Let’s just get straight to the facts. Politico’s Adam Learner reports that Nebraska lawmakers are busy passing a law that would “allow military spouses to avoid residency requirements in applying for concealed-carry permits for firearms.” Currently, military personnel stationed in Nebraska may apply for a permit without waiting the standard 180 days to establish residency in the state, as mandated by Nebraska state law. State Senator Paul Schumacher has offered an amendment that would allow persons receiving spousal benefits from the Department of Defense to apply for those permits without being residents as well . . .
The twist, as Learner sees it, is that “[s]ince the Defense of Marriage Act was struck down by the Supreme Court in 2013, this has included same-sex spouses.”
“Is not the Second Amendment sex blind? Color blind?” Schumacher said, advocating the inclusion of same-sex couples in the state’s exemption. “What great evil would come from saying a partner of somebody in the military … is entitled to exercise their Second Amendment rights to carry a concealed weapon in this state?”
Schumacher is an opponent of same-sex marriage, but a strong supporter of gun rights. After he voiced his support, the amendment passed 38-0.
State Sen. John Murante did not vote on the measure. When it passed, he voiced concern that the amendment could be used by same-sex marriage activists to overturn the state’s same-sex marriage law.
“I think we just recognized gay marriage,” Murante said. “We are now using the federal government’s standard for who receives the marriage benefits.”
Setting side for now the merits of gay marriage, there is one thing that makes me feel slightly uneasy about this. Schumacher’s bill extends and expands protections of civil rights, which is a good thing … but only for people who are currently serving in the U.S. military. We’re not talking about discounted groceries for retirees or any of the other pecuniary benefits and privileges that our veterans have earned with their service. The right to keep and bear arms is a basic civil right of all Americans — nay, of all people.
Nebraska has a restriction imposed on the free exercise of that right for non-residents, but chooses to waive it simply because a citizen has chosen a career path in military service (or, in the case of this bill, has chosen to marry someone on that career path.) Meanwhile, the Cornhusker State doesn’t recognize firearms carry licenses issued by fourteen of the fifty states, and doesn’t even offer non-resident permits to citizens not in military service, according to handgunlaw.us.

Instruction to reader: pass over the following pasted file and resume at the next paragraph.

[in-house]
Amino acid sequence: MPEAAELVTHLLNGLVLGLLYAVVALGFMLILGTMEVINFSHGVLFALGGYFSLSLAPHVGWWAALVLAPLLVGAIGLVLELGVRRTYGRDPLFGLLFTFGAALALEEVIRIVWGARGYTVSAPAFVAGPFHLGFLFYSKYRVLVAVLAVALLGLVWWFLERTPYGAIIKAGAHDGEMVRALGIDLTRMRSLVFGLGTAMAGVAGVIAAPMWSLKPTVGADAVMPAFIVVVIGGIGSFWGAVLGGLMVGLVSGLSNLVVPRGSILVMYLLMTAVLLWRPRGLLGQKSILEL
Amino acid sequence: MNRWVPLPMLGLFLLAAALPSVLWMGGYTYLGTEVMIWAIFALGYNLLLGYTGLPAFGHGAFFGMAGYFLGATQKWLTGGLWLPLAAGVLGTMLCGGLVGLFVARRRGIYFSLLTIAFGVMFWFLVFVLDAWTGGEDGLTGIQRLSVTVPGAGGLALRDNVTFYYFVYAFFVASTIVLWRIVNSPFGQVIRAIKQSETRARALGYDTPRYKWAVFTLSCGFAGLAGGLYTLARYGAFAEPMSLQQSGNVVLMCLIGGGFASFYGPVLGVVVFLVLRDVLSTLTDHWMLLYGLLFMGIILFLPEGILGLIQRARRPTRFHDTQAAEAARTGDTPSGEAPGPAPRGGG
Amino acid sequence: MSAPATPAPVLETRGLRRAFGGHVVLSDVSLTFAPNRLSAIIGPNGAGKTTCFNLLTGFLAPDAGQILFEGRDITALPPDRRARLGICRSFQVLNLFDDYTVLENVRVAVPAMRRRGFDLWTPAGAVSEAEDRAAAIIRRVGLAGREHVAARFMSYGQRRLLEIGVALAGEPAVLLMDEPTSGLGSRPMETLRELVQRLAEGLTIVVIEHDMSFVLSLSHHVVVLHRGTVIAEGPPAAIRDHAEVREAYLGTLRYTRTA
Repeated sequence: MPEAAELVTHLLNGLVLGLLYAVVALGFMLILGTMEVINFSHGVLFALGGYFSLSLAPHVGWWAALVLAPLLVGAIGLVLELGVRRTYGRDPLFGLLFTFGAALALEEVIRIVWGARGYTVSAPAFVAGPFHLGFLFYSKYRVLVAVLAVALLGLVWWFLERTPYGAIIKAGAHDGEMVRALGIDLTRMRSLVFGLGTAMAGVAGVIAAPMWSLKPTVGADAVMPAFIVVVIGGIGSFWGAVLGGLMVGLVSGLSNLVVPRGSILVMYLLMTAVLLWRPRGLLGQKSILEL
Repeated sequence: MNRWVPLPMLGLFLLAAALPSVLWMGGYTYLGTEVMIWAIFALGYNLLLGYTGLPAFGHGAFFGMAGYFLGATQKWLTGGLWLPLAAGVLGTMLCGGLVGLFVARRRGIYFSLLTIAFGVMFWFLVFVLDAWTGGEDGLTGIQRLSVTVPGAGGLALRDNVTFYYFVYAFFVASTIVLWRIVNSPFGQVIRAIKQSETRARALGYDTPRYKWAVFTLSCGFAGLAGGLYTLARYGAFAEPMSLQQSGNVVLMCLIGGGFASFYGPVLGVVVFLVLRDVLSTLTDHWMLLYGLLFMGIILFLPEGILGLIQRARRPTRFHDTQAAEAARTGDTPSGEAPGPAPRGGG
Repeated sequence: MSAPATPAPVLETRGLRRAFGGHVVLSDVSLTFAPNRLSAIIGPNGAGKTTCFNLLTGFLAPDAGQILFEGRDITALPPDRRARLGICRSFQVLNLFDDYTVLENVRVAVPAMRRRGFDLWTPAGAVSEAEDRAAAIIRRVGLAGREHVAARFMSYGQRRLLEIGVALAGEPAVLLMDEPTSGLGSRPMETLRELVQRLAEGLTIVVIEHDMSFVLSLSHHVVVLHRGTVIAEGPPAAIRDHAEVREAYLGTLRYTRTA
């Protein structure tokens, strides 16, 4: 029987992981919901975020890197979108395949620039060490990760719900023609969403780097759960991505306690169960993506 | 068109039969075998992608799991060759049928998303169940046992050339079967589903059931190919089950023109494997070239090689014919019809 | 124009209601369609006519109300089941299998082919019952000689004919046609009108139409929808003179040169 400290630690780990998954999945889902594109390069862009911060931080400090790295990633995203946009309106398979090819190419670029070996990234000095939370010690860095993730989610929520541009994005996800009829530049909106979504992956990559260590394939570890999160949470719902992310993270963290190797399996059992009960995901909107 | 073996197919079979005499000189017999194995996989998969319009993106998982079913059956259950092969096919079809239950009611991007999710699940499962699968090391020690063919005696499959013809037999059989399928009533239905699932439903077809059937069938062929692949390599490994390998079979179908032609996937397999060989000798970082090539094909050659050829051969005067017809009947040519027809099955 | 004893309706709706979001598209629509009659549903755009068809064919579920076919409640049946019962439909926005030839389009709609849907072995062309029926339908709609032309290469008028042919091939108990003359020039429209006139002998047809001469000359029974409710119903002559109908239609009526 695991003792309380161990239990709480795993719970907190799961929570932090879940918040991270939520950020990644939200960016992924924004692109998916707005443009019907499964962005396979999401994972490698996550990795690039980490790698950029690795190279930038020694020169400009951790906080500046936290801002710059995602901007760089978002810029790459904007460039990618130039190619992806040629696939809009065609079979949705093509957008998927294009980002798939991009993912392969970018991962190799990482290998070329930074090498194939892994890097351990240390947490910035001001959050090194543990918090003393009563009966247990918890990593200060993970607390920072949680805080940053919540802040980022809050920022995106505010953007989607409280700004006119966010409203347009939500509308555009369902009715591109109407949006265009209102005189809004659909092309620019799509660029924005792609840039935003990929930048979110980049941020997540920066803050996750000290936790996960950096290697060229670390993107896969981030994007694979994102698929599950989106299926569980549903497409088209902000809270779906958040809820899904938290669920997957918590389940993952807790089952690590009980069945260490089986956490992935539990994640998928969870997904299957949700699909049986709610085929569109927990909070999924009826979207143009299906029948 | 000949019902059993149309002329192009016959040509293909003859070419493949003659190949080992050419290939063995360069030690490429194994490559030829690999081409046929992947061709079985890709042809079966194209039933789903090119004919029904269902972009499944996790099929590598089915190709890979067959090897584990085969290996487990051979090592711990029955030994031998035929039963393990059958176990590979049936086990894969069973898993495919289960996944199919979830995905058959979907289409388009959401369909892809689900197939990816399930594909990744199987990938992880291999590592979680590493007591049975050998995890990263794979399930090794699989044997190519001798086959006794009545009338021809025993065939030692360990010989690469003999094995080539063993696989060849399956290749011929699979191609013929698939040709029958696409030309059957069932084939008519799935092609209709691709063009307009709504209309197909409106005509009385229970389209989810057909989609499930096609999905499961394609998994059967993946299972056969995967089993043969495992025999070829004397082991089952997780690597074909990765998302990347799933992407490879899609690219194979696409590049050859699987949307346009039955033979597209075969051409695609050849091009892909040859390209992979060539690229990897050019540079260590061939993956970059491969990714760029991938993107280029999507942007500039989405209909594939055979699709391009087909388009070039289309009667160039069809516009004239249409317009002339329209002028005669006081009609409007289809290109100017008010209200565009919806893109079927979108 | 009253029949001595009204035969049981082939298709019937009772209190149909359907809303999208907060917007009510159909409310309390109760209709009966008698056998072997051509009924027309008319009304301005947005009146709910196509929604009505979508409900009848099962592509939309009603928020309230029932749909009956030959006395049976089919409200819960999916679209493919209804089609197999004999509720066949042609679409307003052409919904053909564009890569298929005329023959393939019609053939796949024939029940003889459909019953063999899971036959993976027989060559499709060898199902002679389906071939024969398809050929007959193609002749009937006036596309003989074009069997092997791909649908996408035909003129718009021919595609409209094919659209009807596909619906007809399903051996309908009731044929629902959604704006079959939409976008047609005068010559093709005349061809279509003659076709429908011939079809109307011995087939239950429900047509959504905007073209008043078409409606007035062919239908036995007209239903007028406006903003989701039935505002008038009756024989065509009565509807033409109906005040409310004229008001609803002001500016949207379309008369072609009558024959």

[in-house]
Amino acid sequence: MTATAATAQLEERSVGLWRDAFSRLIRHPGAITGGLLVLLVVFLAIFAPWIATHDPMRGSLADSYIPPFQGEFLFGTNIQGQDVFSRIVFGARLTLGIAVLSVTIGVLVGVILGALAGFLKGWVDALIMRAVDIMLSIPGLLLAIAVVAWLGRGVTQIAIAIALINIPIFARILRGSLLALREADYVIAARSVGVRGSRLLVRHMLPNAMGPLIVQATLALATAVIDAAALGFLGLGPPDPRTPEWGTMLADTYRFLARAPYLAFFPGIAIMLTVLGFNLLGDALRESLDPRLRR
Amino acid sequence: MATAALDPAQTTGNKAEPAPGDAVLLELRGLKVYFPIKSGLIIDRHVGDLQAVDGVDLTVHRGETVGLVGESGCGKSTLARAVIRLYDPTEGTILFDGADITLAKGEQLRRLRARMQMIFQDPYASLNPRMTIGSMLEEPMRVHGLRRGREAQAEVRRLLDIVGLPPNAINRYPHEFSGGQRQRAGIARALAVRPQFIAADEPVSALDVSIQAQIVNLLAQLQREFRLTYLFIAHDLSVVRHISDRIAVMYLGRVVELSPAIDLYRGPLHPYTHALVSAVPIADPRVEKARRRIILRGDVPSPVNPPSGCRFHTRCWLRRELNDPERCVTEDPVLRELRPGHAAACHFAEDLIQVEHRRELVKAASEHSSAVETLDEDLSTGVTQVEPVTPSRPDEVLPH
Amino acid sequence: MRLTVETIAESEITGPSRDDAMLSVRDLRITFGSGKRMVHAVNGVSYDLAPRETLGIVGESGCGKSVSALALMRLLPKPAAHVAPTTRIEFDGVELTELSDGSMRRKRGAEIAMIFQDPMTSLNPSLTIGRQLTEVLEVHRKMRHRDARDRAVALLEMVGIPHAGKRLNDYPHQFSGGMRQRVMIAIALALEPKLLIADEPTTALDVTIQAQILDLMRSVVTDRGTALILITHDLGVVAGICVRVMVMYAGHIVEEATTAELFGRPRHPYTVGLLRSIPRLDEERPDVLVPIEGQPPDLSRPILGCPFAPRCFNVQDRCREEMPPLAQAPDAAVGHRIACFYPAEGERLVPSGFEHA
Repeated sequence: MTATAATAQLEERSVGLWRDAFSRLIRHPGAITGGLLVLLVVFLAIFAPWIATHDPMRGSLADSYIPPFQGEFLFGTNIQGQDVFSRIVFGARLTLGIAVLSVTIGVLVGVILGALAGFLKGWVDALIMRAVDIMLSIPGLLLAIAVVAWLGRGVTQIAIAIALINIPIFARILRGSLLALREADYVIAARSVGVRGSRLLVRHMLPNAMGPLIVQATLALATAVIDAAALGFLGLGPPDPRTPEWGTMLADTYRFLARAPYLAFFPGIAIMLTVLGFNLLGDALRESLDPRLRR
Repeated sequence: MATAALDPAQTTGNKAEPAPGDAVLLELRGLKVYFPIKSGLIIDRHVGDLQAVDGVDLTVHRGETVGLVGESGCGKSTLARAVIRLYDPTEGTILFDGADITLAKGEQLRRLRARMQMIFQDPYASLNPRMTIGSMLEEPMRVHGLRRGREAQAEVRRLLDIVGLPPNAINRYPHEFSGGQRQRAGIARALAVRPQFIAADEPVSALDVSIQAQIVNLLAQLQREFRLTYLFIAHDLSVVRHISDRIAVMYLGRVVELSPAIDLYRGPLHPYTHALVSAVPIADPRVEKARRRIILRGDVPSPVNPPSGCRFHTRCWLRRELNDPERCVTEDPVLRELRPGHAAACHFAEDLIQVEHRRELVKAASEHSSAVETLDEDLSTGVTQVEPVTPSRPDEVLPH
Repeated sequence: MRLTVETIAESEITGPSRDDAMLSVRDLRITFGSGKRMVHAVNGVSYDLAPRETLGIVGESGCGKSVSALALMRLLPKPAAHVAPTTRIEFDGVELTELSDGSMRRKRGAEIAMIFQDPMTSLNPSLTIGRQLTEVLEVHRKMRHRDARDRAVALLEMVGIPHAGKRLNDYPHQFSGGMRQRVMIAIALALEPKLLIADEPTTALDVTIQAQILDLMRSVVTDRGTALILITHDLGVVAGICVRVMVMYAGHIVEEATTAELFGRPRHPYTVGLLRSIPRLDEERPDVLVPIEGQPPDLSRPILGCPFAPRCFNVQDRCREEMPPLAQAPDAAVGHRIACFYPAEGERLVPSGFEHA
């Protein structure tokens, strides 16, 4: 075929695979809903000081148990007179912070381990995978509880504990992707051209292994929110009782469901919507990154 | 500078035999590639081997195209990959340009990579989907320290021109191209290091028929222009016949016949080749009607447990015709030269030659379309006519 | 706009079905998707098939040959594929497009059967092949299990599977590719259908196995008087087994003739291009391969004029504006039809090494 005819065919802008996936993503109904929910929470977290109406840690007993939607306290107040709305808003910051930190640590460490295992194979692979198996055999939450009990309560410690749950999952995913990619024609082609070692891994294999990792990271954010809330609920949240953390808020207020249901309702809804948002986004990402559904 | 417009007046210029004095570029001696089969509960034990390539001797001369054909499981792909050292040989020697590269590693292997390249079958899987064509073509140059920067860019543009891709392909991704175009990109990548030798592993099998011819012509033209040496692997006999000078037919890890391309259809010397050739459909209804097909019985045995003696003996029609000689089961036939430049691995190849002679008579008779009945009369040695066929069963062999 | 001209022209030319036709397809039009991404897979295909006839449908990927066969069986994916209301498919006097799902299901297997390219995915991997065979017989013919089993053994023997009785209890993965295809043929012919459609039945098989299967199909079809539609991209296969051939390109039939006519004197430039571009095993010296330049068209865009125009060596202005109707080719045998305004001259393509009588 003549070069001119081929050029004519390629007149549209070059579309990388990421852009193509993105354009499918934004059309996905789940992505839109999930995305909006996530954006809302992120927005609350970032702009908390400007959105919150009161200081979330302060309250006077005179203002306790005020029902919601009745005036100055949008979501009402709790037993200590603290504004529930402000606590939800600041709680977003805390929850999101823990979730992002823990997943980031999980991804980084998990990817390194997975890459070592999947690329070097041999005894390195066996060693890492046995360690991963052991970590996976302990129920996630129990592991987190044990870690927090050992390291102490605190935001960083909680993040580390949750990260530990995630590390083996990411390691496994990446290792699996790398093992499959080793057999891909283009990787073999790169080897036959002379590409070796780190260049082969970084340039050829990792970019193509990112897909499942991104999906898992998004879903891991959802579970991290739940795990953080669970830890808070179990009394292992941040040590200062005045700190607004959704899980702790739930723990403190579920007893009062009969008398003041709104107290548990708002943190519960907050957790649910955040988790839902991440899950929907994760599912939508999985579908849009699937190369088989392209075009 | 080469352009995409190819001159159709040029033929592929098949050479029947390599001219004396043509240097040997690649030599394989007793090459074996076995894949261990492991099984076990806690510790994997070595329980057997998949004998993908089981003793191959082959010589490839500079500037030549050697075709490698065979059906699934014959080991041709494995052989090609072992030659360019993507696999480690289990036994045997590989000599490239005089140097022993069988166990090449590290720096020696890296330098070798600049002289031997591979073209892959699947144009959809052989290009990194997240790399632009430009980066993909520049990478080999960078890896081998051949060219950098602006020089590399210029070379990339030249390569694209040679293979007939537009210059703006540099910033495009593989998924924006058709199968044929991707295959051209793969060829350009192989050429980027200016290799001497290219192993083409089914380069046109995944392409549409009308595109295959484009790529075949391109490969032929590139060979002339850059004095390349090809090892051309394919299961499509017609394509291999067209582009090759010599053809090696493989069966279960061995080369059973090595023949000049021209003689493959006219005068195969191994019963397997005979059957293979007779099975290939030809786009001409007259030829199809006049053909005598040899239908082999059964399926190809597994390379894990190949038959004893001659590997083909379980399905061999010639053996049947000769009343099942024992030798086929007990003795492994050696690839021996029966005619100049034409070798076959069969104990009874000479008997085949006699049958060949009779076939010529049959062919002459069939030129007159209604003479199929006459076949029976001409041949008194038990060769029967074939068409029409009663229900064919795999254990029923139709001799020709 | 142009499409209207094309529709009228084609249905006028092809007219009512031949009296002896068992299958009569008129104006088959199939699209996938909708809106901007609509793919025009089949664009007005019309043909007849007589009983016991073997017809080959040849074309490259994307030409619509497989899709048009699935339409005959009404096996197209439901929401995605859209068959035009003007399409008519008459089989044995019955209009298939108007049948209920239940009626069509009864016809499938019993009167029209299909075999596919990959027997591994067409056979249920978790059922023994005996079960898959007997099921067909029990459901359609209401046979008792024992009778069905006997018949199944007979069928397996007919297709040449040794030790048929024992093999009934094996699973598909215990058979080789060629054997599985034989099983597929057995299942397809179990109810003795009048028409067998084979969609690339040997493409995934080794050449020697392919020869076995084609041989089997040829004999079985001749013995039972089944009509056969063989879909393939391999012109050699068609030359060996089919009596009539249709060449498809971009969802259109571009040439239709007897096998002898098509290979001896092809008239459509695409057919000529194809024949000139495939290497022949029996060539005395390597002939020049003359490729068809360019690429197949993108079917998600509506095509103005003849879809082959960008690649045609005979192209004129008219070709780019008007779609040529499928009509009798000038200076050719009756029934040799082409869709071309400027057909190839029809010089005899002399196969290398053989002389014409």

Why am I making such a big deal about this? I’ve long held as a fundamental principle that it is unhealthy for a free society to create special legal privileges for select, politically-favored groups. I’d be a hypocrite if I didn’t say that it looks to me as though this bill treats military personnel and their spouses as just another politically-favored group. To use Mr. Schumacher’s own words, is not the Second Amendment blind to active duty service in our nation’s standing military? What if this were the right to freedom of speech, or free exercise of religion?
Don’t get me wrong, the bill is still a tiny step in the right direction; a tenth of a loaf is better than none, and at least we’re talking about slightly rolling back a restriction that shouldn’t be there in the first place. So, I’ll take this bill now, and look forward to the day when Americans visiting Nebraska can exercise their rights without having to volunteer for military service first.
[FULL DISCLOSURE: The author is an Air Force brat, born in an obscure corner of Louisiana to a career officer who spent his time stationed in, or flying to exotic places like Évreux, Nakhon Phanom, the Belgian Congo, and Omaha. He has not served in the military himself. Whether either of those facts enhance or detract from his credibility on the issue is up to the reader.]